Jack Nicas and Deepa Seetharaman recently wrote a great article for the Wall Street Journal about the effects of Virtual Reality on the human body and mind.
Because it is so realistic, Virtual Reality can change how a user thinks and behaves. An incredible experience from Stanford showed that someone inched across a wooden plank suspended over a deep in VR wouldn’t step off if asked to even if the person is walking on a carpet in “real life”. Ms Bell, who lived this experience said later: “I knew I was in a virtual environment, but I was still afraid.”.
While VR is having its commercial moment, it’s grappling with questions about how it affects a user’s body and mind. We know that some virtual reality experiments can cause nausea, eyestrain or even headaches. Developers and VR headsets makers are actively working on this problem by creating more comfortable VR experiences and by improving motion tracking and showing more frames per seconds.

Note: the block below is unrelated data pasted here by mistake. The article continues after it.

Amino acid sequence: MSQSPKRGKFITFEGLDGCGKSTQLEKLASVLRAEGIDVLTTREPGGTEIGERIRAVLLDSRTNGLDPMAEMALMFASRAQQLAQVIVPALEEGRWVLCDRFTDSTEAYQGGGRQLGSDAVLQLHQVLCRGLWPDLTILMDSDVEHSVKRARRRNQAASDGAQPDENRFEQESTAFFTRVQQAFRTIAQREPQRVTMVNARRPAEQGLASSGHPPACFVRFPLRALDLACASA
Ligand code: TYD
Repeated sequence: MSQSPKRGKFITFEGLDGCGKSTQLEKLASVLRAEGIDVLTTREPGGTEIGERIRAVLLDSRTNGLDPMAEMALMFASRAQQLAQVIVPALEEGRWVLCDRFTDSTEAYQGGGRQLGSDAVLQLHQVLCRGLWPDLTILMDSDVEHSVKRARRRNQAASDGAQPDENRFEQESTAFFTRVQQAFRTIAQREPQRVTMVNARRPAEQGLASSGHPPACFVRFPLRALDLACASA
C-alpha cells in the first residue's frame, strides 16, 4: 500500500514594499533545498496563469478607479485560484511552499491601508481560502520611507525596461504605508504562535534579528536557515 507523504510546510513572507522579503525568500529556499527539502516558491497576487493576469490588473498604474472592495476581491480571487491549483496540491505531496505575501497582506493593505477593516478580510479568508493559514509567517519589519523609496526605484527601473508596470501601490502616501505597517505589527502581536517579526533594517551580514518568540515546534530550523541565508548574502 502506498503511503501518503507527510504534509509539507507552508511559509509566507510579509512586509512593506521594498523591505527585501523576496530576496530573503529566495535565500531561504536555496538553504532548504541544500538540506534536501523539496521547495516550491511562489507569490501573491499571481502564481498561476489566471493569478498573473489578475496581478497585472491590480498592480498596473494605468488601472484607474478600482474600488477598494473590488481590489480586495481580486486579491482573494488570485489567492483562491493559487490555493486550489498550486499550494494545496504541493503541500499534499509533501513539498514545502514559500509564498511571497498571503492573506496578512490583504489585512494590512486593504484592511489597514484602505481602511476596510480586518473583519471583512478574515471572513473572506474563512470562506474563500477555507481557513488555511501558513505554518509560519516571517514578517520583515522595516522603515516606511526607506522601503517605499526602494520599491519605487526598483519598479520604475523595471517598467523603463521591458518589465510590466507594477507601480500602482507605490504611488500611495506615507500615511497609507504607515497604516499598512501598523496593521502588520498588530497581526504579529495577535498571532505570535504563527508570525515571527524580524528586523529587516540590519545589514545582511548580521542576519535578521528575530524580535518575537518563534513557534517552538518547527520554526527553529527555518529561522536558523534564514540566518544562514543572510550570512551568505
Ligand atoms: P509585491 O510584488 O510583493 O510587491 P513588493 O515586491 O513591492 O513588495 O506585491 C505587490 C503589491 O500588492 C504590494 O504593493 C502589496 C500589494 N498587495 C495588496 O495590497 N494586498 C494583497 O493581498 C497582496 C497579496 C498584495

We see developers trying to “teleport” users to different places in virtual worlds, rather than run or fly there. But some experiences may never be comfortable.
“There’s going to be a lot of content that you’re only going to want to watch on a [two-dimensional] screen,” says Oculus CEO Brendan Iribe. “You’re not going to want to be necessarily in a car chase in VR. That’s going to be too much motion.”
Virtual Reality can also have a great impact on our mind. We see companies like Fearless trying to cure fears in VR by harnessing the power of Virtual Reality to create a virtual therapy that would help users to overcome their phobias.
While the effects of Virtual Reality on our body and mind is partly unknown, we are convinced that if used correctly, virtual reality as a new medium could push the human race forward.
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We write about the use of Virtual Reality for non-gaming applications.